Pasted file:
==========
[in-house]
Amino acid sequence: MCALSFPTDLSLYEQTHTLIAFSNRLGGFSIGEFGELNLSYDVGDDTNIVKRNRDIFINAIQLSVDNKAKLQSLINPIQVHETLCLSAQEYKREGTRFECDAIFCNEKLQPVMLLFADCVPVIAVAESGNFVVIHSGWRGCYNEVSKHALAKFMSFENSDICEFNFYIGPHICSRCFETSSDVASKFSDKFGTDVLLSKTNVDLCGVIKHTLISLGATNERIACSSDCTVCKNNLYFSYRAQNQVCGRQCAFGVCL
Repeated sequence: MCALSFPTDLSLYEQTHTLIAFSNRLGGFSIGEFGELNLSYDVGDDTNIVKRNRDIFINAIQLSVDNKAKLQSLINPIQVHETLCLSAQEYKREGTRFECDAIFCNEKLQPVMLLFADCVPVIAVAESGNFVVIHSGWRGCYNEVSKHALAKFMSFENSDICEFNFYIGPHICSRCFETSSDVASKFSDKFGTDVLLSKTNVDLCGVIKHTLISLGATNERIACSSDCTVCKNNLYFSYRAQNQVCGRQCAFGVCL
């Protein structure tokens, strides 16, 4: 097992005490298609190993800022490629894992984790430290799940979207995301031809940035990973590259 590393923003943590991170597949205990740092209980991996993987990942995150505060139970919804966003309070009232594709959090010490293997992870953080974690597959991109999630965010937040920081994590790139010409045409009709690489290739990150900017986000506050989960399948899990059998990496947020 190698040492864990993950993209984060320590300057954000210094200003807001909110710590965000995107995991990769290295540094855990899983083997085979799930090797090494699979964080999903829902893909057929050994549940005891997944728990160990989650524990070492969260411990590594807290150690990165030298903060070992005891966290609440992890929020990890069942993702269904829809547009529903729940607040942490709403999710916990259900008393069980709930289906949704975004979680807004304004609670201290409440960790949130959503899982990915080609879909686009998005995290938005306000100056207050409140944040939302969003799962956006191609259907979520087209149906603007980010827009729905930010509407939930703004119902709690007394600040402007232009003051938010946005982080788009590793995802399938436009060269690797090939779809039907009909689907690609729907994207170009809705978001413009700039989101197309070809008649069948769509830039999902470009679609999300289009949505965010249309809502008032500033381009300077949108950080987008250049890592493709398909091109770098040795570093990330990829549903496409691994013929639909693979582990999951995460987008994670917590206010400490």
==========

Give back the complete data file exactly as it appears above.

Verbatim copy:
[in-house]
Amino acid sequence: MCALSFPTDLSLYEQTHTLIAFSNRLGGFSIGEFGELNLSYDVGDDTNIVKRNRDIFINAIQLSVDNKAKLQSLINPIQVHETLCLSAQEYKREGTRFECDAIFCNEKLQPVMLLFADCVPVIAVAESGNFVVIHSGWRGCYNEVSKHALAKFMSFENSDICEFNFYIGPHICSRCFETSSDVASKFSDKFGTDVLLSKTNVDLCGVIKHTLISLGATNERIACSSDCTVCKNNLYFSYRAQNQVCGRQCAFGVCL
Repeated sequence: MCALSFPTDLSLYEQTHTLIAFSNRLGGFSIGEFGELNLSYDVGDDTNIVKRNRDIFINAIQLSVDNKAKLQSLINPIQVHETLCLSAQEYKREGTRFECDAIFCNEKLQPVMLLFADCVPVIAVAESGNFVVIHSGWRGCYNEVSKHALAKFMSFENSDICEFNFYIGPHICSRCFETSSDVASKFSDKFGTDVLLSKTNVDLCGVIKHTLISLGATNERIACSSDCTVCKNNLYFSYRAQNQVCGRQCAFGVCL
């Protein structure tokens, strides 16, 4: 097992005490298609190993800022490629894992984790430290799940979207995301031809940035990973590259 590393923003943590991170597949205990740092209980991996993987990942995150505060139970919804966003309070009232594709959090010490293997992870953080974690597959991109999630965010937040920081994590790139010409045409009709690489290739990150900017986000506050989960399948899990059998990496947020 190698040492864990993950993209984060320590300057954000210094200003807001909110710590965000995107995991990769290295540094855990899983083997085979799930090797090494699979964080999903829902893909057929050994549940005891997944728990160990989650524990070492969260411990590594807290150690990165030298903060070992005891966290609440992890929020990890069942993702269904829809547009529903729940607040942490709403999710916990259900008393069980709930289906949704975004979680807004304004609670201290409440960790949130959503899982990915080609879909686009998005995290938005306000100056207050409140944040939302969003799962956006191609259907979520087209149906603007980010827009729905930010509407939930703004119902709690007394600040402007232009003051938010946005982080788009590793995802399938436009060269690797090939779809039907009909689907690609729907994207170009809705978001413009700039989101197309070809008649069948769509830039999902470009679609999300289009949505965010249309809502008032500033381009300077949108950080987008250049890592493709398909091109770098040795570093990330990829549903496409691994013929639909693979582990999951995460987008994670917590206010400490």